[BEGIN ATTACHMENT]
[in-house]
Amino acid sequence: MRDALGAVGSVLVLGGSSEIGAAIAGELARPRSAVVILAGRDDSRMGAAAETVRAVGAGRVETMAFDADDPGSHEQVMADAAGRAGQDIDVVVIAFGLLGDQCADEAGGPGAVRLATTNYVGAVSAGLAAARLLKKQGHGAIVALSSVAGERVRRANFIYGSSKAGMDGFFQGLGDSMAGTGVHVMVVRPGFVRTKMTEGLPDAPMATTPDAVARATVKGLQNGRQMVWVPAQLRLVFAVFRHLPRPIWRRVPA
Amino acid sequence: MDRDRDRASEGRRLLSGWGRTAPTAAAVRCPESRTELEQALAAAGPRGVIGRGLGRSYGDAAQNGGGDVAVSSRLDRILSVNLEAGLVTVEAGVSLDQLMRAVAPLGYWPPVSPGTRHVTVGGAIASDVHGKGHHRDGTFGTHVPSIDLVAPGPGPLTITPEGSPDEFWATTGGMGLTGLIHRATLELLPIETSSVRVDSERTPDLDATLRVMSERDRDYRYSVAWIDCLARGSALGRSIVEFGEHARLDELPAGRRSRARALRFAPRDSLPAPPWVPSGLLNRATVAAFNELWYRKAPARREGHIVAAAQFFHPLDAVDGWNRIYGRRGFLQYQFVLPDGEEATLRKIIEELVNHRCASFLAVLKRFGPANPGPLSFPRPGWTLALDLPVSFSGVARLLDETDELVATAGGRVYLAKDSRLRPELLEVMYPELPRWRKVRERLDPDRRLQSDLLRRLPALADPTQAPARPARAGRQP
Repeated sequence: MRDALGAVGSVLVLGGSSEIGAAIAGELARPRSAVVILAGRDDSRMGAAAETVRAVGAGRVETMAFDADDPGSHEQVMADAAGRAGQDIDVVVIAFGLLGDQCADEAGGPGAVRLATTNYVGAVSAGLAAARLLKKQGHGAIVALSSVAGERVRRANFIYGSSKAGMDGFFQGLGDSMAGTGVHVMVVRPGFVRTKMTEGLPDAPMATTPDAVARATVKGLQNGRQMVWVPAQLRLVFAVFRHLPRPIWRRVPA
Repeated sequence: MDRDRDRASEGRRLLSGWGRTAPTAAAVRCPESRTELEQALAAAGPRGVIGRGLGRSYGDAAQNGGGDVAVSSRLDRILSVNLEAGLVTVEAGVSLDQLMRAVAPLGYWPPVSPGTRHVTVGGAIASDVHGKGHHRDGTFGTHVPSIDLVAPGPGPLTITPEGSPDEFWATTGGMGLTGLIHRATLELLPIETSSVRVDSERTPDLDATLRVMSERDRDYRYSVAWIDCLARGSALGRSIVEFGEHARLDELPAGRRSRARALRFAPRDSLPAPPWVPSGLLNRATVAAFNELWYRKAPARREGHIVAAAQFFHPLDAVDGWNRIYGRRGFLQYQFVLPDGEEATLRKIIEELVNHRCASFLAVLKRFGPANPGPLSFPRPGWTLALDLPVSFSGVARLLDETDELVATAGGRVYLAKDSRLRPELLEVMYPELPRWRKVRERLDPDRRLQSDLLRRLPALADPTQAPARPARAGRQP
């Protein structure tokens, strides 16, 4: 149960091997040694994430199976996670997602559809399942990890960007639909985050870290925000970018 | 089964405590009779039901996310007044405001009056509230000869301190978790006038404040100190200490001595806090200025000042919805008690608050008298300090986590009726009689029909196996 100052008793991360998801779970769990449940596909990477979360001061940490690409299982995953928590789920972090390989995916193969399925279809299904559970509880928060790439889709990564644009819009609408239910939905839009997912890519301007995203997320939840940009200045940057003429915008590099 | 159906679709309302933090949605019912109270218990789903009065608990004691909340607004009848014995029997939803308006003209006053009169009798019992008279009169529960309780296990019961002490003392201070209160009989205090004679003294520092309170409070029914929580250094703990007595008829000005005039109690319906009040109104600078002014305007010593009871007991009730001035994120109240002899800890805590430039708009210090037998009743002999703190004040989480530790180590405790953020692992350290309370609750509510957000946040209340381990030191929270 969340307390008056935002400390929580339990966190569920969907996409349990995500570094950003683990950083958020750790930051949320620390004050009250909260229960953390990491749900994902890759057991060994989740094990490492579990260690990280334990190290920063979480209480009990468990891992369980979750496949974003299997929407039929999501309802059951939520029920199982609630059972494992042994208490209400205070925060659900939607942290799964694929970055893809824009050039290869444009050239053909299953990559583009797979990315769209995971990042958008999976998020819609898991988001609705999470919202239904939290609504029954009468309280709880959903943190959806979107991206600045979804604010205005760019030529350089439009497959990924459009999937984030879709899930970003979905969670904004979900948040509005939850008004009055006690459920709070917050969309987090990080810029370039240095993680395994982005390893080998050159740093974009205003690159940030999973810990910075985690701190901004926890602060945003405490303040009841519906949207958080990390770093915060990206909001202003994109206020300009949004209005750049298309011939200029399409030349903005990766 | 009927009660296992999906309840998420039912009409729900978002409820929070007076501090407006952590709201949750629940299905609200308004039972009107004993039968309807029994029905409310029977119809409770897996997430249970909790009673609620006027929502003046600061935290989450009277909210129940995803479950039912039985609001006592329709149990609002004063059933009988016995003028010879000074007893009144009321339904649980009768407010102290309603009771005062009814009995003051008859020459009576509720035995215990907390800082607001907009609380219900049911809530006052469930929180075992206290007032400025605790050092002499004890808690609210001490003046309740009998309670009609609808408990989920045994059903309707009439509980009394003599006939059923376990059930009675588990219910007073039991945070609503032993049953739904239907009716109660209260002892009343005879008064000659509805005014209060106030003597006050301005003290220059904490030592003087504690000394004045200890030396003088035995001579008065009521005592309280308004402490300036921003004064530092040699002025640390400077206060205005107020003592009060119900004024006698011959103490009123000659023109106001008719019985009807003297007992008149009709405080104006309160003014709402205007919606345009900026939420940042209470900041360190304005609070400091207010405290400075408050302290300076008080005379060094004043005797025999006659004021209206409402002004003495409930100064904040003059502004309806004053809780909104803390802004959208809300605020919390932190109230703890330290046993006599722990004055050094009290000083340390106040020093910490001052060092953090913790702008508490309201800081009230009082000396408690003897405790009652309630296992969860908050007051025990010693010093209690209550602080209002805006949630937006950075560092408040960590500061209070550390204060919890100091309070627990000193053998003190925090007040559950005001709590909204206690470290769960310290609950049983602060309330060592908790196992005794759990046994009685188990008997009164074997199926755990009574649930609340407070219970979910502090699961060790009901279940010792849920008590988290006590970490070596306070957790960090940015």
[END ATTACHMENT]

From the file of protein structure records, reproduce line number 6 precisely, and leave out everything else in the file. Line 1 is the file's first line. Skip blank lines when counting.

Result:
């Protein structure tokens, strides 16, 4: 149960091997040694994430199976996670997602559809399942990890960007639909985050870290925000970018 | 089964405590009779039901996310007044405001009056509230000869301190978790006038404040100190200490001595806090200025000042919805008690608050008298300090986590009726009689029909196996 100052008793991360998801779970769990449940596909990477979360001061940490690409299982995953928590789920972090390989995916193969399925279809299904559970509880928060790439889709990564644009819009609408239910939905839009997912890519301007995203997320939840940009200045940057003429915008590099 | 159906679709309302933090949605019912109270218990789903009065608990004691909340607004009848014995029997939803308006003209006053009169009798019992008279009169529960309780296990019961002490003392201070209160009989205090004679003294520092309170409070029914929580250094703990007595008829000005005039109690319906009040109104600078002014305007010593009871007991009730001035994120109240002899800890805590430039708009210090037998009743002999703190004040989480530790180590405790953020692992350290309370609750509510957000946040209340381990030191929270 969340307390008056935002400390929580339990966190569920969907996409349990995500570094950003683990950083958020750790930051949320620390004050009250909260229960953390990491749900994902890759057991060994989740094990490492579990260690990280334990190290920063979480209480009990468990891992369980979750496949974003299997929407039929999501309802059951939520029920199982609630059972494992042994208490209400205070925060659900939607942290799964694929970055893809824009050039290869444009050239053909299953990559583009797979990315769209995971990042958008999976998020819609898991988001609705999470919202239904939290609504029954009468309280709880959903943190959806979107991206600045979804604010205005760019030529350089439009497959990924459009999937984030879709899930970003979905969670904004979900948040509005939850008004009055006690459920709070917050969309987090990080810029370039240095993680395994982005390893080998050159740093974009205003690159940030999973810990910075985690701190901004926890602060945003405490303040009841519906949207958080990390770093915060990206909001202003994109206020300009949004209005750049298309011939200029399409030349903005990766 | 009927009660296992999906309840998420039912009409729900978002409820929070007076501090407006952590709201949750629940299905609200308004039972009107004993039968309807029994029905409310029977119809409770897996997430249970909790009673609620006027929502003046600061935290989450009277909210129940995803479950039912039985609001006592329709149990609002004063059933009988016995003028010879000074007893009144009321339904649980009768407010102290309603009771005062009814009995003051008859020459009576509720035995215990907390800082607001907009609380219900049911809530006052469930929180075992206290007032400025605790050092002499004890808690609210001490003046309740009998309670009609609808408990989920045994059903309707009439509980009394003599006939059923376990059930009675588990219910007073039991945070609503032993049953739904239907009716109660209260002892009343005879008064000659509805005014209060106030003597006050301005003290220059904490030592003087504690000394004045200890030396003088035995001579008065009521005592309280308004402490300036921003004064530092040699002025640390400077206060205005107020003592009060119900004024006698011959103490009123000659023109106001008719019985009807003297007992008149009709405080104006309160003014709402205007919606345009900026939420940042209470900041360190304005609070400091207010405290400075408050302290300076008080005379060094004043005797025999006659004021209206409402002004003495409930100064904040003059502004309806004053809780909104803390802004959208809300605020919390932190109230703890330290046993006599722990004055050094009290000083340390106040020093910490001052060092953090913790702008508490309201800081009230009082000396408690003897405790009652309630296992969860908050007051025990010693010093209690209550602080209002805006949630937006950075560092408040960590500061209070550390204060919890100091309070627990000193053998003190925090007040559950005001709590909204206690470290769960310290609950049983602060309330060592908790196992005794759990046994009685188990008997009164074997199926755990009574649930609340407070219970979910502090699961060790009901279940010792849920008590988290006590970490070596306070957790960090940015």